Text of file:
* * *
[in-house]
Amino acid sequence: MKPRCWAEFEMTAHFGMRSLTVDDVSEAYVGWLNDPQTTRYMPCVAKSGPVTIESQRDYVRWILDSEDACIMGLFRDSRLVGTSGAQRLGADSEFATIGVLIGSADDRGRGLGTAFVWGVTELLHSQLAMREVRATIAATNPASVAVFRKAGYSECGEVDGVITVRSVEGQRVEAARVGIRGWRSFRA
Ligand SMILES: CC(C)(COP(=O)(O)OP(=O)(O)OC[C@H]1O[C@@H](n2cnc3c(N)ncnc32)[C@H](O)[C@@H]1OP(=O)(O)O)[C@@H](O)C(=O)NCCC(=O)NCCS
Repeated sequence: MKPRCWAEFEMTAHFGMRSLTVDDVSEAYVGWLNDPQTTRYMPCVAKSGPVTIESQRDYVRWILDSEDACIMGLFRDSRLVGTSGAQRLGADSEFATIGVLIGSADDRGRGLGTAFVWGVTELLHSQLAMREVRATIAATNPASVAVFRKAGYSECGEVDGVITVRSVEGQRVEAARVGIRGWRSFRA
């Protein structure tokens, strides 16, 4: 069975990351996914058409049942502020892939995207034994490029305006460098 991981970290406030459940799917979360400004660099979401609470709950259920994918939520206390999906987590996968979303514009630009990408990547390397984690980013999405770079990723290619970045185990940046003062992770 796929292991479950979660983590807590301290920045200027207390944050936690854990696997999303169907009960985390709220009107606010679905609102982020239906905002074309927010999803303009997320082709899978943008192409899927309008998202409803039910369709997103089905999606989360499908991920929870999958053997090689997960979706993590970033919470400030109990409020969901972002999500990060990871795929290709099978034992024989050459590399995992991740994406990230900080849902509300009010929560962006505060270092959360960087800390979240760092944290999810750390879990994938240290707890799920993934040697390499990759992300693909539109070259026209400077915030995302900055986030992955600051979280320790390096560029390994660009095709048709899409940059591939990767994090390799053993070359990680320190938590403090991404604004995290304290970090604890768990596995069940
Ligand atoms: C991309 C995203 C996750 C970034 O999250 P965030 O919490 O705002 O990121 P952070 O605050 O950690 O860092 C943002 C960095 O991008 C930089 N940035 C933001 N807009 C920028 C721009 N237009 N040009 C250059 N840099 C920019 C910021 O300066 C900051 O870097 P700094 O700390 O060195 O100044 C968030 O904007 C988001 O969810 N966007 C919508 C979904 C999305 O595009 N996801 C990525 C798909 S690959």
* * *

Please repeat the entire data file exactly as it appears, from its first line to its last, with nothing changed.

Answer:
[in-house]
Amino acid sequence: MKPRCWAEFEMTAHFGMRSLTVDDVSEAYVGWLNDPQTTRYMPCVAKSGPVTIESQRDYVRWILDSEDACIMGLFRDSRLVGTSGAQRLGADSEFATIGVLIGSADDRGRGLGTAFVWGVTELLHSQLAMREVRATIAATNPASVAVFRKAGYSECGEVDGVITVRSVEGQRVEAARVGIRGWRSFRA
Ligand SMILES: CC(C)(COP(=O)(O)OP(=O)(O)OC[C@H]1O[C@@H](n2cnc3c(N)ncnc32)[C@H](O)[C@@H]1OP(=O)(O)O)[C@@H](O)C(=O)NCCC(=O)NCCS
Repeated sequence: MKPRCWAEFEMTAHFGMRSLTVDDVSEAYVGWLNDPQTTRYMPCVAKSGPVTIESQRDYVRWILDSEDACIMGLFRDSRLVGTSGAQRLGADSEFATIGVLIGSADDRGRGLGTAFVWGVTELLHSQLAMREVRATIAATNPASVAVFRKAGYSECGEVDGVITVRSVEGQRVEAARVGIRGWRSFRA
């Protein structure tokens, strides 16, 4: 069975990351996914058409049942502020892939995207034994490029305006460098 991981970290406030459940799917979360400004660099979401609470709950259920994918939520206390999906987590996968979303514009630009990408990547390397984690980013999405770079990723290619970045185990940046003062992770 796929292991479950979660983590807590301290920045200027207390944050936690854990696997999303169907009960985390709220009107606010679905609102982020239906905002074309927010999803303009997320082709899978943008192409899927309008998202409803039910369709997103089905999606989360499908991920929870999958053997090689997960979706993590970033919470400030109990409020969901972002999500990060990871795929290709099978034992024989050459590399995992991740994406990230900080849902509300009010929560962006505060270092959360960087800390979240760092944290999810750390879990994938240290707890799920993934040697390499990759992300693909539109070259026209400077915030995302900055986030992955600051979280320790390096560029390994660009095709048709899409940059591939990767994090390799053993070359990680320190938590403090991404604004995290304290970090604890768990596995069940
Ligand atoms: C991309 C995203 C996750 C970034 O999250 P965030 O919490 O705002 O990121 P952070 O605050 O950690 O860092 C943002 C960095 O991008 C930089 N940035 C933001 N807009 C920028 C721009 N237009 N040009 C250059 N840099 C920019 C910021 O300066 C900051 O870097 P700094 O700390 O060195 O100044 C968030 O904007 C988001 O969810 N966007 C919508 C979904 C999305 O595009 N996801 C990525 C798909 S690959």